Cook, S.L., Jackson, G.P.: Metastable atom-activated dissociation mass spectrometry of phosphorylated and sulfonated peptides in negative ion mode. J. Am. Soc. Mass Spectrom, 22, 1088–1099 (2011)Google Scholar
  27. 27.
    Cook, S.L., Jackson, G.P.: Characterization of tyrosine nitration and cysteine nitrosylation modifications by metastable atom-activation dissociation mass spectrometry. J. Am. Soc. Mass Spectrom. 22, 221–232 (2011)CrossRefGoogle Scholar
  28. 28.
    Cook, S.L., Zimmermann, C.M., Singer, D., Fedorova, M., Hoffmann, R., Jackson, G.P.: Comparison of CID, ETD, and metastable atom-activated dissociation (MAD) of doubly and triply charged phosphorylated tau peptides. J. Mass Spectrom. 47, 786–794 (2012)CrossRefGoogle Scholar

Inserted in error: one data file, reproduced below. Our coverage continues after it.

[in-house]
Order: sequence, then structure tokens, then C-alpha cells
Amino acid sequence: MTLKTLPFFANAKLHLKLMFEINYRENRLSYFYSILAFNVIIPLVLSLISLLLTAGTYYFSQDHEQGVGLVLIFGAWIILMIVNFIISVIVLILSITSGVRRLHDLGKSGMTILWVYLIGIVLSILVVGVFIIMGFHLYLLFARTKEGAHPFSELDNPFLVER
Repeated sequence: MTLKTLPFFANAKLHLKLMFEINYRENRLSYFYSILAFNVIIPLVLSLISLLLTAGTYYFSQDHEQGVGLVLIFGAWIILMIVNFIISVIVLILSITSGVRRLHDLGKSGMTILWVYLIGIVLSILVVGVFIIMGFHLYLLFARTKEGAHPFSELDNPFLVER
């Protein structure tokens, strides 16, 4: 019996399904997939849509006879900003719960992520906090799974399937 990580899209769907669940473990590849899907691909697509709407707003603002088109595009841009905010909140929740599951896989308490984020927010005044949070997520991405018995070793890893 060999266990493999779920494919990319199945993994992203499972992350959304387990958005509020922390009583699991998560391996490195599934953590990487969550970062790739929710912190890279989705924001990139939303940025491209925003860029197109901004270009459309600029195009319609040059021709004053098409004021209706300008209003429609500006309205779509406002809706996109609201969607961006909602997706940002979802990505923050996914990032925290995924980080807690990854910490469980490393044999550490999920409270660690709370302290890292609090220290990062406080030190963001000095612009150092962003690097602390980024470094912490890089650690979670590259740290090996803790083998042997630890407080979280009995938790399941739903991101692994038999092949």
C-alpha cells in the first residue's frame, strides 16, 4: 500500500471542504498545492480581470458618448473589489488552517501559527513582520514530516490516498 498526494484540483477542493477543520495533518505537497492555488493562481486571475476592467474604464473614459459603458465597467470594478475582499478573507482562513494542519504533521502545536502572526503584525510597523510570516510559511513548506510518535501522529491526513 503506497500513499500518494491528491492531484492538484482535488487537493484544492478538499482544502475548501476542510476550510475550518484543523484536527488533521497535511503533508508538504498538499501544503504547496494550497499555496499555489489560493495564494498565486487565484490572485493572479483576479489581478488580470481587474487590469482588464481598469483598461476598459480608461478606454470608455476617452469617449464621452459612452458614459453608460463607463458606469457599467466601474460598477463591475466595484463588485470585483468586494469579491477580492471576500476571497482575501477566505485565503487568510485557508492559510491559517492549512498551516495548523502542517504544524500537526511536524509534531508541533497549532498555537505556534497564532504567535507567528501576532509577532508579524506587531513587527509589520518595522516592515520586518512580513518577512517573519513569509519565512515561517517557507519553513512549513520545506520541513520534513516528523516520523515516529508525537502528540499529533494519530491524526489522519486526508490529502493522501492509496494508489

29. 29.
    Fung, Y.M.E., Adams, C.M., Zubarev, R.A.: Electron ionization dissociation of singly and multiply charged peptides. J. Am. Chem. Soc. 131, 9977–9985 (2009)CrossRefGoogle Scholar
  30. 30.
    Budnik, B.A., Haselmann, K.F., Zubarev, R.A.: Electron detachment dissociation of peptide di-anions: an electron–hole recombination phenomenon. Chem. Phys. Lett. 342, 299–302 (2001)CrossRefGoogle Scholar
  31. 31.
    Ly, T., Julian, R.R.: Elucidating the tertiary structure of protein ions in vacuo with site-specific photoinitiated radical reactions. J. Am. Chem. Soc. 132, 8602–8609 (2010)CrossRefGoogle Scholar
  32. 32.
    Oh, J.Y., Moon, J.H., Kim, M.S.: Sequence- and site-specific photodissociation at 266 nm of protonated synthetic polypeptides containing a tryptophanyl residue. Rapid Commun. Mass Spectrom. 18, 2706–2712 (2004)CrossRefGoogle Scholar
  33. 33.